It usually sounds something like this:
“I’m having a hard time….BUT IT’S NOT SO BAD THAT I NEED THERAPY.”
Deciding to get help is a big deal, but you don’t have to be going through a crisis to seek therapy. Therapy is not reserved for those with severe psychiatric diagnoses. In fact, many people who seek therapy have natural emotional reactions to the things going on in their lives.
People also seem to think of psychiatric diagnoses with a lot of negativity.
I hear people talk about stress or health conditions or not getting enough sleep and then say something like, “It’s not anxiety” as though a diagnosis of anxiety is some sort of death sentence. And, granted, it may not be “anxiety”…but if it is, that’s okay! There are so many ways to treat anxiety.
Therapy is a place where you can talk to someone who has no opinion on what you should do with your life. A good therapist does not judge you and listens warmly and empathically. You won’t hear many clichés like “just don’t worry about it” or “just focus on the positive.” A good therapist will likely not suggest what you “should” or “shouldn’t” do.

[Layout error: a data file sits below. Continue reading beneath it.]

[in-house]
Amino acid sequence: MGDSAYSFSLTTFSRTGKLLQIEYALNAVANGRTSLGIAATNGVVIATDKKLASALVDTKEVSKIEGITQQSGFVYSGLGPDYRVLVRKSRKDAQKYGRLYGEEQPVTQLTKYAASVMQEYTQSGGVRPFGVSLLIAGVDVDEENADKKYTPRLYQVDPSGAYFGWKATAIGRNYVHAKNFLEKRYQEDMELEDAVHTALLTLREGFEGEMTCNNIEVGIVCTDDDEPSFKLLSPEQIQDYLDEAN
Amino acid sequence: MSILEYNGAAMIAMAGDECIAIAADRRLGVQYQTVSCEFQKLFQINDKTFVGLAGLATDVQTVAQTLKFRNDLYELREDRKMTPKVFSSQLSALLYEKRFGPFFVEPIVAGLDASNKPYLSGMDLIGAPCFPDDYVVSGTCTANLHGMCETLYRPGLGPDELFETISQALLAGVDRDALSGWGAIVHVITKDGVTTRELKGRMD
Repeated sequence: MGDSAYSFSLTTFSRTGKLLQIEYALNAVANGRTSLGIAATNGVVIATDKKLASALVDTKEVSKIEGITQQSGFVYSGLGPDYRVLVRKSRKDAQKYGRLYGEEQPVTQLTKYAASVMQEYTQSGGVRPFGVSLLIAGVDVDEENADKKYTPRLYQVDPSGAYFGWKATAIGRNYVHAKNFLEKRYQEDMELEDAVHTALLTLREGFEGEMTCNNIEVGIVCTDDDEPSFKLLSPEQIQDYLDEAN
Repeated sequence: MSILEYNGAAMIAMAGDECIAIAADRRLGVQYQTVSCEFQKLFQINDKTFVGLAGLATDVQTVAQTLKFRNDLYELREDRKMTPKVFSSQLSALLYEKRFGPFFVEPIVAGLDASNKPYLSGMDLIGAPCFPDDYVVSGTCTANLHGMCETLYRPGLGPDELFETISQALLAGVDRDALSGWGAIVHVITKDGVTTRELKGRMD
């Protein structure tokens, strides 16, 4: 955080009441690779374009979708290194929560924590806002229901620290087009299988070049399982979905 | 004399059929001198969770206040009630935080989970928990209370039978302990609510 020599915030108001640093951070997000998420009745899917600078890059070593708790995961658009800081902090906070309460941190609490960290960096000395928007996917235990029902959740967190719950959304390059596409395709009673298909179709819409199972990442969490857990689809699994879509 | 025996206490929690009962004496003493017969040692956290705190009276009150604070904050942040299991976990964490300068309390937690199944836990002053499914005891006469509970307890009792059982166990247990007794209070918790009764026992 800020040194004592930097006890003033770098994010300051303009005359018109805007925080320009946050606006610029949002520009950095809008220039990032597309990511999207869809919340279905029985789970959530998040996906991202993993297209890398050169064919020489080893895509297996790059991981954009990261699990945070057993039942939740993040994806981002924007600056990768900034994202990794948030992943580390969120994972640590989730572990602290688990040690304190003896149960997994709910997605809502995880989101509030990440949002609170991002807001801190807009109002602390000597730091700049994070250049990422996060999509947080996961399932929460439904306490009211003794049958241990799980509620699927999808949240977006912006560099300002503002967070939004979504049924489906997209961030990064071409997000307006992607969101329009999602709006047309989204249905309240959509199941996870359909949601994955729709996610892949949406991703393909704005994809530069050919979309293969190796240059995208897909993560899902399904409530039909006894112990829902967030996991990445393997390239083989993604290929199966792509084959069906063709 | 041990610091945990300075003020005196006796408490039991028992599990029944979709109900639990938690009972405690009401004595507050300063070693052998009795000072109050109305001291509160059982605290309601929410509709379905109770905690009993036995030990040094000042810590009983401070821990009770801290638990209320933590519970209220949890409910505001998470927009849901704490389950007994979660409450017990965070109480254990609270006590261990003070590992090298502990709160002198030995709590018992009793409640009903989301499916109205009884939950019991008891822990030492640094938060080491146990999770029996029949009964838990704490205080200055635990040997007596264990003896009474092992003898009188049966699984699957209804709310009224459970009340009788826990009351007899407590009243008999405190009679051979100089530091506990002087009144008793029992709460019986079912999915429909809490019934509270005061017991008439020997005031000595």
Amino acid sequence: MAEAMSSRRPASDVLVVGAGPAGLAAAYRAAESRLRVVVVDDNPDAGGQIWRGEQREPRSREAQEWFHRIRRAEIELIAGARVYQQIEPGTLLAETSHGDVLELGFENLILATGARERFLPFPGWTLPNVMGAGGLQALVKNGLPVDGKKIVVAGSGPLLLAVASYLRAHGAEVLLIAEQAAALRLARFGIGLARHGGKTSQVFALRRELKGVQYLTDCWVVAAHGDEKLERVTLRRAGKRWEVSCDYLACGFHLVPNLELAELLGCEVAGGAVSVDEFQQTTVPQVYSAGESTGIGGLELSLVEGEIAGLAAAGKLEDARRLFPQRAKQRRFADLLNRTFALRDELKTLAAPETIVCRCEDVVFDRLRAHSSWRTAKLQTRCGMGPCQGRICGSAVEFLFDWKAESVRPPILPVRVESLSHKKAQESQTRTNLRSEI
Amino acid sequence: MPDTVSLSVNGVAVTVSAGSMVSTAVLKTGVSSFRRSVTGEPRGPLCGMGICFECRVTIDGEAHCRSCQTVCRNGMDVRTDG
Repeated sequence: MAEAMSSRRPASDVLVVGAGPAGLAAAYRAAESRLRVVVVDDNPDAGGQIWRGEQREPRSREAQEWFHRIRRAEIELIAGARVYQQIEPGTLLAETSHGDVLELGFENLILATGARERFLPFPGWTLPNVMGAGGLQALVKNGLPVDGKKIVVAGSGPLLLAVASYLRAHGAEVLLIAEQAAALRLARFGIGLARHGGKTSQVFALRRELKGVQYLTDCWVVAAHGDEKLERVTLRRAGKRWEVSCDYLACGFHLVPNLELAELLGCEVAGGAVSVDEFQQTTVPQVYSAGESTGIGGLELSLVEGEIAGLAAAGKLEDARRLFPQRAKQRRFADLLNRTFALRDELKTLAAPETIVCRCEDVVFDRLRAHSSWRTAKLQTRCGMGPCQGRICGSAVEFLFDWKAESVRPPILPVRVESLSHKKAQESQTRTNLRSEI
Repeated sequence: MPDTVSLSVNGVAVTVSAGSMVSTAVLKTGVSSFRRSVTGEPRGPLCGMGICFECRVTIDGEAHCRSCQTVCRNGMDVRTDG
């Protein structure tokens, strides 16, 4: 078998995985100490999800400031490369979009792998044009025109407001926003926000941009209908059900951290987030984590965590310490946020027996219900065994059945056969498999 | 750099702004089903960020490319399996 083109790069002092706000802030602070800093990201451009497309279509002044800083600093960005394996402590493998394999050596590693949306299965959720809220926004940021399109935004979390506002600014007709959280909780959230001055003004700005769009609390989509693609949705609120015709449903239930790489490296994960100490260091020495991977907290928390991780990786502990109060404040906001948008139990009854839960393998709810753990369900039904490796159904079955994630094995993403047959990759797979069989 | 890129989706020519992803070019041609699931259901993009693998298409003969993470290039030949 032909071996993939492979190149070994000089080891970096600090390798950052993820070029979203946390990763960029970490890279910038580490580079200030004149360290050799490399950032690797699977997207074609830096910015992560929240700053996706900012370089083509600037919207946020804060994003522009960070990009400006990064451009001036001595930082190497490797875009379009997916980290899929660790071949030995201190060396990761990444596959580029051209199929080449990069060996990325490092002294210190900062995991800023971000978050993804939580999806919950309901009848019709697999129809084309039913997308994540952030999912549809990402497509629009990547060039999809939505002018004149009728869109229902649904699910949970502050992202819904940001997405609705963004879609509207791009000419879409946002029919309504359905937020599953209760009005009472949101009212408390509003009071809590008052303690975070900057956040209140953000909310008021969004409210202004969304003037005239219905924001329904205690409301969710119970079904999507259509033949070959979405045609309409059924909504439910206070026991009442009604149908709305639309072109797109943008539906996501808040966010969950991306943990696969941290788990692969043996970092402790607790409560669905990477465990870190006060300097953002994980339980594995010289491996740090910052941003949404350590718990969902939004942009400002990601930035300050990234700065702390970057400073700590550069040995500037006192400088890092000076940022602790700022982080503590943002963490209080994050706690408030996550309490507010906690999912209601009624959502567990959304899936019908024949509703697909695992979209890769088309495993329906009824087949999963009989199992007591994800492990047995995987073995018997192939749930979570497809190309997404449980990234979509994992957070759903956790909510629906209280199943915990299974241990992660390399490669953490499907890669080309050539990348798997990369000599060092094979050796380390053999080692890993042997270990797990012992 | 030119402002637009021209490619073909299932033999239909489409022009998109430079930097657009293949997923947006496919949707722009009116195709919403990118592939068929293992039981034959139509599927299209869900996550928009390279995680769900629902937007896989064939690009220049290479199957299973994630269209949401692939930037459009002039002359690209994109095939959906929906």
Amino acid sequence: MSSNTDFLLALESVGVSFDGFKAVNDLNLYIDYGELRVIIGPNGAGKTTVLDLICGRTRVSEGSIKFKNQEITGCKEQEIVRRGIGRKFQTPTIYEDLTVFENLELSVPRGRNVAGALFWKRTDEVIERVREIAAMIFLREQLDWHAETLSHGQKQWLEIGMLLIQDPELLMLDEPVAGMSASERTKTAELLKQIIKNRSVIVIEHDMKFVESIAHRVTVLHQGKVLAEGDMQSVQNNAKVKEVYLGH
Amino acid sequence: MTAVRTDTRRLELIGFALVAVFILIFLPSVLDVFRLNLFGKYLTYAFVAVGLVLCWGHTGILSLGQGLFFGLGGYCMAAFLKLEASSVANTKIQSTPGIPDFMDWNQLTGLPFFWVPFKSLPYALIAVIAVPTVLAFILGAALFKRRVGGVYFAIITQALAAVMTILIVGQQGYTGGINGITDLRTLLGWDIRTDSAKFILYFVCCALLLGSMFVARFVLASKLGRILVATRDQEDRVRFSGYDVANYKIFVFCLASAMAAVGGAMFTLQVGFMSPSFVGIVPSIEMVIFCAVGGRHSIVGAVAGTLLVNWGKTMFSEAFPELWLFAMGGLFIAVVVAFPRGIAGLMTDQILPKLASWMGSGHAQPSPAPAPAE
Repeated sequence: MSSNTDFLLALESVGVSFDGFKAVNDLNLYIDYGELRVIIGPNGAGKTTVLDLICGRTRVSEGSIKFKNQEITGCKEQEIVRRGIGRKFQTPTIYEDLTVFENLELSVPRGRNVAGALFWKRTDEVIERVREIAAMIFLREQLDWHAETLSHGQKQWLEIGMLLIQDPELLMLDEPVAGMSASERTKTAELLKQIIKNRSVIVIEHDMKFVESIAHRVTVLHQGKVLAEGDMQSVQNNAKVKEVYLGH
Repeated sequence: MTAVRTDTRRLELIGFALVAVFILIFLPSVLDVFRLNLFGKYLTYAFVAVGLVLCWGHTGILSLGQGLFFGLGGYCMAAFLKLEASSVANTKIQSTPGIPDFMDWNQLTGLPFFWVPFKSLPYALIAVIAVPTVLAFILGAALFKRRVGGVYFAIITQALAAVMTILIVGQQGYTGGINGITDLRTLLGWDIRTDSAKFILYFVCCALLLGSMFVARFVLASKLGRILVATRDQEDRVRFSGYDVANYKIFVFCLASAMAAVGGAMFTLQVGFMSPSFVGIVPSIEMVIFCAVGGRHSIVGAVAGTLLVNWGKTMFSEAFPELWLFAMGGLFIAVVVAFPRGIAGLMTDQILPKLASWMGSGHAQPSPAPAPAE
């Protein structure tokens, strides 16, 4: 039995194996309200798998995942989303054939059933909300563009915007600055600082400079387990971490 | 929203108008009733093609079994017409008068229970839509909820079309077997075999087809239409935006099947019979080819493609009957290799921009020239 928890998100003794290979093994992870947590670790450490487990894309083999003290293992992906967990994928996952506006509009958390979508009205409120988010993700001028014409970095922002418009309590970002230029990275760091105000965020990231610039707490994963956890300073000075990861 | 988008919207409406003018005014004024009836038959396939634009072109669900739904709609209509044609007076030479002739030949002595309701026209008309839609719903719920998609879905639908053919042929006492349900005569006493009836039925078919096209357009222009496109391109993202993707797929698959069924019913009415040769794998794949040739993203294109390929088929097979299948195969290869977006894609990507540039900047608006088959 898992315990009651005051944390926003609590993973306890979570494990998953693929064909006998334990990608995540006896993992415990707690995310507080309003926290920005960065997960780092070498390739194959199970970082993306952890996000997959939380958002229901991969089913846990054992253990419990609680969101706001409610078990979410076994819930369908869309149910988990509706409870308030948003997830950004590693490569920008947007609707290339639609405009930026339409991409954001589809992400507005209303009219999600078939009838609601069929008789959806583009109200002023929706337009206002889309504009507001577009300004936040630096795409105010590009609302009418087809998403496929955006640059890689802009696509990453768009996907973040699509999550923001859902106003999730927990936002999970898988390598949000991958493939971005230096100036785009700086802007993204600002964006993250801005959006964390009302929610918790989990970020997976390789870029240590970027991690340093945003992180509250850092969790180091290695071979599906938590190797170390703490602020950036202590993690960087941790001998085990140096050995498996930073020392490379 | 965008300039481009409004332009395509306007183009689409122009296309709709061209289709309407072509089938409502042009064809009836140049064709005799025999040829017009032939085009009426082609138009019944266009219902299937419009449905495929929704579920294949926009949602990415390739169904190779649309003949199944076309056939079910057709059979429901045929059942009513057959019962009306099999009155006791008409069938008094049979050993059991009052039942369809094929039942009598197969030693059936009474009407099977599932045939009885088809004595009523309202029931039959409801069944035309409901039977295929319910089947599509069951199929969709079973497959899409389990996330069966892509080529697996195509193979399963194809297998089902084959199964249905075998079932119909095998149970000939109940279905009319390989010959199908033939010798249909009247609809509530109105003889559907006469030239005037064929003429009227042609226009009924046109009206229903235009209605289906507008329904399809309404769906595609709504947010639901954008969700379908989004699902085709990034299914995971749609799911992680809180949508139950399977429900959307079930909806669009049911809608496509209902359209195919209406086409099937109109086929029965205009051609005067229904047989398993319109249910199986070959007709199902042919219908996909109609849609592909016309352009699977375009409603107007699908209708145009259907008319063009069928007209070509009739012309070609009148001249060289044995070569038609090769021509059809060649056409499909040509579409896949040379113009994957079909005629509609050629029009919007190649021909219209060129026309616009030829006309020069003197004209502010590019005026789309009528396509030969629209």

In therapy, you can learn skills to manage uncomfortable feelings or navigate difficult relationships. You can develop new perspectives to help you feel differently about yourself and the world around you.
I like to use a flashlight metaphor to identify the typical difference between a friend and therapist. If you are standing in the middle of a very dark forest with an infinite amount of roads, a friend may point you in the “right” direction or take you by the hand and show you the way. A therapist, on the other hand, will shine a flashlight down every path. Together, you will notice advantages of some paths and disadvantages of others. You may acknowledge frightening things and then plan on how to deal with them if you choose that path. At some point, you choose a path. If you wish, your therapist can walk with you while continuing to shine the flashlight. As you may imagine, the metaphor can go in many different directions.
The next time you try to argue yourself out of therapy by saying “it’s not that serious” or “this is normal” or something else that implies you should be able to handle life on your own, considering calling a therapist.